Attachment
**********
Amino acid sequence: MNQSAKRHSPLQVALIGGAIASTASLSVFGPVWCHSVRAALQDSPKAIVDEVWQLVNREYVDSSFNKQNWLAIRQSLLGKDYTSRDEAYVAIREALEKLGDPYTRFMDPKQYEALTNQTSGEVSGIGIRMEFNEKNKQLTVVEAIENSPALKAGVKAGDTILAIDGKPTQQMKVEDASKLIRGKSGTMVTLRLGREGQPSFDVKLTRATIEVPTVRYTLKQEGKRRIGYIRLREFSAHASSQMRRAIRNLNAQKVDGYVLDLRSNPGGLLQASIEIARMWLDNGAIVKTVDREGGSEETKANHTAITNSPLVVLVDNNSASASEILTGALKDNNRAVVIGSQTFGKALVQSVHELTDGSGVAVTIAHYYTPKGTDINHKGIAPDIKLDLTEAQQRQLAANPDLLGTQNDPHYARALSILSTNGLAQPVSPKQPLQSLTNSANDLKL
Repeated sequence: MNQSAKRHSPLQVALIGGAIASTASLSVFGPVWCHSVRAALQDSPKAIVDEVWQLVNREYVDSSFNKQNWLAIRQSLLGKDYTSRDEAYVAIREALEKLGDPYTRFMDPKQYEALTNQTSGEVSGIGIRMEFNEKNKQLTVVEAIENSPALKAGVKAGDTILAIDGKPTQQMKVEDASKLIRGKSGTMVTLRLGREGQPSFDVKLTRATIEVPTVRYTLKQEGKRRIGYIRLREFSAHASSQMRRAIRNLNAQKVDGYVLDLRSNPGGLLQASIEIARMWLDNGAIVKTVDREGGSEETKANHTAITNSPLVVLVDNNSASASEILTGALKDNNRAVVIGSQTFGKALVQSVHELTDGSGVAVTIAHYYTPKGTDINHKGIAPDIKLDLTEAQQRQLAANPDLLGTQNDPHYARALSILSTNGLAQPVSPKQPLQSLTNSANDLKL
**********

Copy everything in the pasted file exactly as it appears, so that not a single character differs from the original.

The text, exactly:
Amino acid sequence: MNQSAKRHSPLQVALIGGAIASTASLSVFGPVWCHSVRAALQDSPKAIVDEVWQLVNREYVDSSFNKQNWLAIRQSLLGKDYTSRDEAYVAIREALEKLGDPYTRFMDPKQYEALTNQTSGEVSGIGIRMEFNEKNKQLTVVEAIENSPALKAGVKAGDTILAIDGKPTQQMKVEDASKLIRGKSGTMVTLRLGREGQPSFDVKLTRATIEVPTVRYTLKQEGKRRIGYIRLREFSAHASSQMRRAIRNLNAQKVDGYVLDLRSNPGGLLQASIEIARMWLDNGAIVKTVDREGGSEETKANHTAITNSPLVVLVDNNSASASEILTGALKDNNRAVVIGSQTFGKALVQSVHELTDGSGVAVTIAHYYTPKGTDINHKGIAPDIKLDLTEAQQRQLAANPDLLGTQNDPHYARALSILSTNGLAQPVSPKQPLQSLTNSANDLKL
Repeated sequence: MNQSAKRHSPLQVALIGGAIASTASLSVFGPVWCHSVRAALQDSPKAIVDEVWQLVNREYVDSSFNKQNWLAIRQSLLGKDYTSRDEAYVAIREALEKLGDPYTRFMDPKQYEALTNQTSGEVSGIGIRMEFNEKNKQLTVVEAIENSPALKAGVKAGDTILAIDGKPTQQMKVEDASKLIRGKSGTMVTLRLGREGQPSFDVKLTRATIEVPTVRYTLKQEGKRRIGYIRLREFSAHASSQMRRAIRNLNAQKVDGYVLDLRSNPGGLLQASIEIARMWLDNGAIVKTVDREGGSEETKANHTAITNSPLVVLVDNNSASASEILTGALKDNNRAVVIGSQTFGKALVQSVHELTDGSGVAVTIAHYYTPKGTDINHKGIAPDIKLDLTEAQQRQLAANPDLLGTQNDPHYARALSILSTNGLAQPVSPKQPLQSLTNSANDLKL